Person and Job Match

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How many times have you hears professionals talking about the importance of a person/job match? No too often, I assume! Unfortunately, in our society we’re always looking at the highest paying jobs, most prestigious occupations, best working conditions and additional benefits the job may give us more than looking at the job itself. Not that any of the aforementioned aspects of a job are not important, rather the fact that if a candidate hypothetically finds all of the stated advantages, there remains the question whether this job is for that particular candidate or not.



“know who you are, what you are capable of, what your ambitions are, where you want to go with your career and what you are willing to invest in that career before you claim yourself as a ‘match’ for a job”



A very good example of being able to match yourself to one of the jobs that you will be good at doing is to look at the work related activities that have been going well for you in the past. If you have never been able to be making tough decisions on the spot and think outside of the box, try to stay away from jobs that involve a lot of decisions that you will have to make for yourself on a daily basis. If are more of a process-oriented person who prefers abiding by a stated work method rather than finding your own processes on your own, you may want to consider going for a job that has a very tight set of doctrines that need to be followed and reinforced. It is very basic actually, just like finishing high school with grades that could take you to study architectural engineering when you actually can’t stand holding a pencil for more than 5 minutes!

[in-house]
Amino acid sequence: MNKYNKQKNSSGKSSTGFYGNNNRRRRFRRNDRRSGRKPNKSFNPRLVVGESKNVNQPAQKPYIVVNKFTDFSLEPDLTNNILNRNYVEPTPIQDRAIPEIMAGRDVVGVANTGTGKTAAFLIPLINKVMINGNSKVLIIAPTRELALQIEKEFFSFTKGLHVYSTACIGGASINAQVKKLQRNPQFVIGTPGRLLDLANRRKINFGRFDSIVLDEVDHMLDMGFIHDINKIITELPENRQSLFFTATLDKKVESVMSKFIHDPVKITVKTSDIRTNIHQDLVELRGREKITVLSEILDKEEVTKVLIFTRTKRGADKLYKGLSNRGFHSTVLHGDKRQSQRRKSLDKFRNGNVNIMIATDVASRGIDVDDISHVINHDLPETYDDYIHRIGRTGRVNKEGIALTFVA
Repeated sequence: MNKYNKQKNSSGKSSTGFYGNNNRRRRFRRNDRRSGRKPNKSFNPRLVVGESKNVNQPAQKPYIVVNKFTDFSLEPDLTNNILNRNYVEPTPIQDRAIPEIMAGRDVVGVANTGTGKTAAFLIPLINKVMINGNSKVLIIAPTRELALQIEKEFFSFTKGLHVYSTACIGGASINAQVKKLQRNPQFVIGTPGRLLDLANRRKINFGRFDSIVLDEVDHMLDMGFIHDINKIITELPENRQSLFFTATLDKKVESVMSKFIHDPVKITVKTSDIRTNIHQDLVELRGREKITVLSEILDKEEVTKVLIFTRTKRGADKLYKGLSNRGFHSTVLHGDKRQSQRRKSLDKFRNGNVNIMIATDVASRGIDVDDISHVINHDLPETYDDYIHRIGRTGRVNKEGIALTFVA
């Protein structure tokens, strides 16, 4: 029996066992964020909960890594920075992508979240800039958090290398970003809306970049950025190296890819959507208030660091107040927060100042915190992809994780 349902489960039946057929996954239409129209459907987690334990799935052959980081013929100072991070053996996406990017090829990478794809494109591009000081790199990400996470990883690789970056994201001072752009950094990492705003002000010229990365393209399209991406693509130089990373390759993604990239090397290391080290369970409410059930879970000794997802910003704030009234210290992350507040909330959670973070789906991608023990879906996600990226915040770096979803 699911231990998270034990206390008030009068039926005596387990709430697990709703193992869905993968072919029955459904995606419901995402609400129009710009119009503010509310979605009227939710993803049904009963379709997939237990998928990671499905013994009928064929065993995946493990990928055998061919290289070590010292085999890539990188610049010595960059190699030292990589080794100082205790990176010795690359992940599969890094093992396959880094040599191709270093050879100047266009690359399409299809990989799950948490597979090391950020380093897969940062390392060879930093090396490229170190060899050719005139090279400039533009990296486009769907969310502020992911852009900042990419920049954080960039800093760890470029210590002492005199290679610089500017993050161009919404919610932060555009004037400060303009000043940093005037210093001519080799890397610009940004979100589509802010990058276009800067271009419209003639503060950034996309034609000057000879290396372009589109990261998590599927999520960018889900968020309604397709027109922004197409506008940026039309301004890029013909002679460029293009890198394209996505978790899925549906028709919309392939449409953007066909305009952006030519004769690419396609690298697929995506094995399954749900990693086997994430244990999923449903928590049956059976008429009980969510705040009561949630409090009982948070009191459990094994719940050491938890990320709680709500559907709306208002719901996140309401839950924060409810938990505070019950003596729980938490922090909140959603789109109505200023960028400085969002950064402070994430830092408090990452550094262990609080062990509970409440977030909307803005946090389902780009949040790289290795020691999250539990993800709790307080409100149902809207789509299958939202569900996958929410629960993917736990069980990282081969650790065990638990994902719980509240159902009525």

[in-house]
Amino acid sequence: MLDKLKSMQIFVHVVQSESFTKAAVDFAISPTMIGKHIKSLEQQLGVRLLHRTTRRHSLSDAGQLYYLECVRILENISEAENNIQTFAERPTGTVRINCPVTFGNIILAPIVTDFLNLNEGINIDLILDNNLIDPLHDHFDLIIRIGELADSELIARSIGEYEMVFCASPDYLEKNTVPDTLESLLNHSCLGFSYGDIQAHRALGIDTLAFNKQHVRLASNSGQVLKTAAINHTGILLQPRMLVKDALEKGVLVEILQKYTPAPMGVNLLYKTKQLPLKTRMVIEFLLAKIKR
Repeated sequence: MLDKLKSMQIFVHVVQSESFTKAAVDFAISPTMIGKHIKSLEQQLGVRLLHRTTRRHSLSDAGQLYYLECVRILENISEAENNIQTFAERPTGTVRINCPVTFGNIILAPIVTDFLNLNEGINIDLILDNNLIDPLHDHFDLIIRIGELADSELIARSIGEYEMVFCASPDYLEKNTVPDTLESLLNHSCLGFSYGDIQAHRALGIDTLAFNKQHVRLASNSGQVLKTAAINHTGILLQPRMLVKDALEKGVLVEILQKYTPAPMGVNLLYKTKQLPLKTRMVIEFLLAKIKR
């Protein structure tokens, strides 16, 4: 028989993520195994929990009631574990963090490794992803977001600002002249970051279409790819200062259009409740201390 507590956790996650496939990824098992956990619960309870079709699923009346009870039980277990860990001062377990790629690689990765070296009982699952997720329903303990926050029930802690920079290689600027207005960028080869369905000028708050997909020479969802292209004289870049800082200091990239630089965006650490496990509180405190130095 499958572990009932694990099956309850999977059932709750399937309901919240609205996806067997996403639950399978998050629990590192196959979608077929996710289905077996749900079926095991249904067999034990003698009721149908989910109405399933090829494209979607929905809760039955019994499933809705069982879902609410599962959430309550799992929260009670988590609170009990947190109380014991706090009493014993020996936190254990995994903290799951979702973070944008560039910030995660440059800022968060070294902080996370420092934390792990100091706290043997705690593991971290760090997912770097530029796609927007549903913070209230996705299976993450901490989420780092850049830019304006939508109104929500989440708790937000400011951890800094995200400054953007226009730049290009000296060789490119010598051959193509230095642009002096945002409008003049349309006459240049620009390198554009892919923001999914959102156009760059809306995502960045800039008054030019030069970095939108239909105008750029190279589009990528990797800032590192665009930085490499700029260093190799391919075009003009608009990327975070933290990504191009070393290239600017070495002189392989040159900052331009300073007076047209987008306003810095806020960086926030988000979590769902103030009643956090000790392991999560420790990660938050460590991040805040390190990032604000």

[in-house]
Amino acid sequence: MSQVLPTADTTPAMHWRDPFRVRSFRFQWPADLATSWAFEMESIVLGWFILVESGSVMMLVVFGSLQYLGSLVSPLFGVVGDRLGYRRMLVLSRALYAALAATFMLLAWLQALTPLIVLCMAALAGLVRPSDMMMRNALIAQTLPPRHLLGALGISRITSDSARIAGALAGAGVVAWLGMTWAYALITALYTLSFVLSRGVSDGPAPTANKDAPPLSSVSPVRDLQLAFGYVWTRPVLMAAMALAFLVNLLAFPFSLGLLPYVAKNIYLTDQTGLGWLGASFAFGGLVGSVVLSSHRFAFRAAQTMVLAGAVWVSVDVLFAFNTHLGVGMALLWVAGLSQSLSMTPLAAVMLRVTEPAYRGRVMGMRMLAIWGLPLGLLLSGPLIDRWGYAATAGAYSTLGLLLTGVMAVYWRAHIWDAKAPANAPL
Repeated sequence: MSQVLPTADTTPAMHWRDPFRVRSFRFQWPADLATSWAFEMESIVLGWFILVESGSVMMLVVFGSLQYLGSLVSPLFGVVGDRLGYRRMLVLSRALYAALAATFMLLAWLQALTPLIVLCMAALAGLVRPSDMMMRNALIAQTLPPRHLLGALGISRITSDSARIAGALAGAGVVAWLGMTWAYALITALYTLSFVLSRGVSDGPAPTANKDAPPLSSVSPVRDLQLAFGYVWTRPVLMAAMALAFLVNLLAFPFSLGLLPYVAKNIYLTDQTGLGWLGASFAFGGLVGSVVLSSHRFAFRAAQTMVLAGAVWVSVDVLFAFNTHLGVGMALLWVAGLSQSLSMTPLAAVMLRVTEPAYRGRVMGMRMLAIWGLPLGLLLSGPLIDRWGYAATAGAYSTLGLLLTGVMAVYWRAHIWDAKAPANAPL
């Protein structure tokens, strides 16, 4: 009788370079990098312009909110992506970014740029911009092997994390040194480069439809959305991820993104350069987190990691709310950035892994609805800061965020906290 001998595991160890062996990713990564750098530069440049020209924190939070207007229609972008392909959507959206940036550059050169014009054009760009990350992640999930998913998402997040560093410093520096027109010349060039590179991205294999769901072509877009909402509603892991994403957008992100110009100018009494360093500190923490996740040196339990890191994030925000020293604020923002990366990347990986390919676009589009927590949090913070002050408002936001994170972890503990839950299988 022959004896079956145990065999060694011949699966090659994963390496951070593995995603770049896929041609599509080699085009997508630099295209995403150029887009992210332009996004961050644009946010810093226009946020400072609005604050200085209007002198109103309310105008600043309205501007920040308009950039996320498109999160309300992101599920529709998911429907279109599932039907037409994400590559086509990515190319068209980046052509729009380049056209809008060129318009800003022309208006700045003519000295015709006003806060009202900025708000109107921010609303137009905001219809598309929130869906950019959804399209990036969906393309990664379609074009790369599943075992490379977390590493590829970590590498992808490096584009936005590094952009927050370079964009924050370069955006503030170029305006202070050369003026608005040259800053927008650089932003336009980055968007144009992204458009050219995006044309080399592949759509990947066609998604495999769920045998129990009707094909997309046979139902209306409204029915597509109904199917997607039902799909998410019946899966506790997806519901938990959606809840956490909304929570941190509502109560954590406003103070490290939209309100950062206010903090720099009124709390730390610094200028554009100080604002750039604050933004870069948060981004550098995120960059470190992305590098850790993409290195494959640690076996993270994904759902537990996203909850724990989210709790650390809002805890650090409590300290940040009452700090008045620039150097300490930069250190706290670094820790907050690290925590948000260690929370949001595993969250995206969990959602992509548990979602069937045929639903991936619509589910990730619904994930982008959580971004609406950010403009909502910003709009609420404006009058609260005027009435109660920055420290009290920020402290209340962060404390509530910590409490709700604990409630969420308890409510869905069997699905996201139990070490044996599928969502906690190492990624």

One thing that may also help you in determining the best job for you is scrutinizing multiple choice questions tests that examine your best abilities and predicts the aspects that you may be best at. A model that stands out in this field and is used by organizations worldwide is the D.I.S.C. Profile Model which can be purchased online. The DISC Profile is a nonjudgmental tool for understanding behavioral types and personality styles. It helps people explore behavior across four primary dimensions:

  • Dominance: To the point, decisive and bottom line oriented. These people tend to be independent and results driven. They are strong-willed people who enjoy challenges, taking action, and immediate results. People who score high in the intensity of the “D” styles factor are very active in dealing with problems and challenges, while low “D” scores are people who want to do more research before committing to a decision. High “D” people are described as demanding, forceful, egocentric, strong willed, driving, determined, ambitious, aggressive, and pioneering. Low D scores describe those who are conservative, low keyed, cooperative, calculating, undemanding, cautious, mild, agreeable, modest and peaceful.